The impact of early-life intelligence quotient on post stroke cognitive impairment. / Makin, Stephen D J; Doubal, Fergus N; Shuler, Kirsten; Chappell, Francesca M; Staals, Julie ; Dennis, Martin S.; Wardlaw, Joanna M.

In: European Stroke Journal , Vol. 3, No. 2, 01.06.2018, p. 145-156.

Research output: Contribution to journalArticle

Makin, SDJ, Doubal, FN, Shuler, K, Chappell, FM, Staals, J, Dennis, MS & Wardlaw, JM 2018, 'The impact of early-life intelligence quotient on post stroke cognitive impairment', European Stroke Journal , vol. 3, no. 2, pp. 145-156. https://doi.org/10.1177/2396987317750517
Makin, Stephen D J ; Doubal, Fergus N ; Shuler, Kirsten ; Chappell, Francesca M ; Staals, Julie ; Dennis, Martin S. ; Wardlaw, Joanna M. / The impact of early-life intelligence quotient on post stroke cognitive impairment. In: European Stroke Journal . 2018 ; Vol. 3, No. 2. pp. 145-156.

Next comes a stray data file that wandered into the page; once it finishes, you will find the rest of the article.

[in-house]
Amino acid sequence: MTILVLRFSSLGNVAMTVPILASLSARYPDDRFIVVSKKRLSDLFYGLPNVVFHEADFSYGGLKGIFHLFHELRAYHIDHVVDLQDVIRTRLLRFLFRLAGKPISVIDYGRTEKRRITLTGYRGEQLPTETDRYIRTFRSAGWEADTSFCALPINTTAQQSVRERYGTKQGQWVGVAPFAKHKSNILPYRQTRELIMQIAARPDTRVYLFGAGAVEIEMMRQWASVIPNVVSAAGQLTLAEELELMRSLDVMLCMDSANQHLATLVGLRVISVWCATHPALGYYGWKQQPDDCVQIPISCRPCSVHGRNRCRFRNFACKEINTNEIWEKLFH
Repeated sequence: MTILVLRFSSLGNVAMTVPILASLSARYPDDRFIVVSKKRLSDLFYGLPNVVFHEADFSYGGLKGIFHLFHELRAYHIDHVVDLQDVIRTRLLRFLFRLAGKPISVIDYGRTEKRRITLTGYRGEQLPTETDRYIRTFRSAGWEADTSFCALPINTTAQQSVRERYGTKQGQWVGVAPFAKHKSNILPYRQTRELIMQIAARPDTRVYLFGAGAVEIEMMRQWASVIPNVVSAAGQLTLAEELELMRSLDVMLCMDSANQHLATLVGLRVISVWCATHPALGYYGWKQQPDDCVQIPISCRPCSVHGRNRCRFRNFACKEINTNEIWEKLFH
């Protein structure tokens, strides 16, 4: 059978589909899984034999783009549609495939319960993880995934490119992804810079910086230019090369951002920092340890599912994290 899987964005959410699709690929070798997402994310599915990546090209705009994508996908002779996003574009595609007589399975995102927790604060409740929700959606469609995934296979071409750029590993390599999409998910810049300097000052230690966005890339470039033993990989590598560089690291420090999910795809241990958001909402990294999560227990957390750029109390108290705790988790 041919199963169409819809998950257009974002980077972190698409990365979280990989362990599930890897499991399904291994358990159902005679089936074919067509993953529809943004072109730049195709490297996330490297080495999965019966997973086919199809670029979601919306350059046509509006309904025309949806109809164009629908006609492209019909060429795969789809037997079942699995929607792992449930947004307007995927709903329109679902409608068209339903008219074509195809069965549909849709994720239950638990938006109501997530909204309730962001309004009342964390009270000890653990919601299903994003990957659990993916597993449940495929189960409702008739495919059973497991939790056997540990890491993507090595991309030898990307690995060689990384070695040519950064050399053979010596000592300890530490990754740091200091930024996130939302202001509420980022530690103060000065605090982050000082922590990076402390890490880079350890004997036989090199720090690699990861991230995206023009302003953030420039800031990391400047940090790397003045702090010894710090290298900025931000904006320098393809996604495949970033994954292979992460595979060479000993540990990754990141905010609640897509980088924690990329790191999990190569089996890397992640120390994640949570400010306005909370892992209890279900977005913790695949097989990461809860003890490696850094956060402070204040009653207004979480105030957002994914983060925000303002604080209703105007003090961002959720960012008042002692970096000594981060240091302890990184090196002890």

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N2 - Background: Cognitive impairment can complicate minor stroke, but there is limited information on risk factors including peak cognitive ability earlier in life. Methods: We recruited patients with clinically-evident lacunar or minor non-lacunar ischaemic stroke, recorded clinical features, vascular risk factors, magnetic resonance imaging-detected stroke sub-type and small vessel disease burden. At 1-3 and 12 months after stroke, we assessed educational attainment (years of education), current cognition (Addenbrooke's Cognitive Examination-Revised), pre-morbid intelligence (National Adult Reading Test) and dependency (modified Rankin Scale). Results: We recruited 157 patients (87 lacunar, 64 non-lacunar ischaemic strokes), median age 66 (inter-quartile range 56-74) years, 36/157 (23%) patients had a Addenbrooke's Cognitive Examination-Revised score <82 at one to three months, 29/151 (19%) had a Addenbrooke's Cognitive Examination-Revised <82 at one year. Lower National Adult Reading Test score (cognitive impairment per point on National Adult Reading Test odds ratio 0.91, 95% confidence interval 0.87, 0.95) and older age (per year of age odds ratio 1.04 (95% confidence interval 1.01, 1.08) predicted one-year cognitive impairment more than stroke severity (per point on National Institute of Health Stroke Scale odds ratio 0.96 (95% confidence interval 0.0.68, 1.31)) or vascular risk factors e.g. hypertension (odds ratio for diagnosis of hypertension 0.52 (95% confidence interval 0.24, 1.15). Cognitive impairment was associated with having more white matter hyper-intensities (odds ratio per point increase in Fazekas score 1.42, 95% confidence interval 1.11, 1.83). Discussion: This observational study provides evidence that pre-morbid intelligence quotient and education predict cognition after stroke, and confirms the association between cognitive impairment and small vessel disease. Conclusion: Pre-morbid intelligence should be considered in future studies of post-stroke cognition.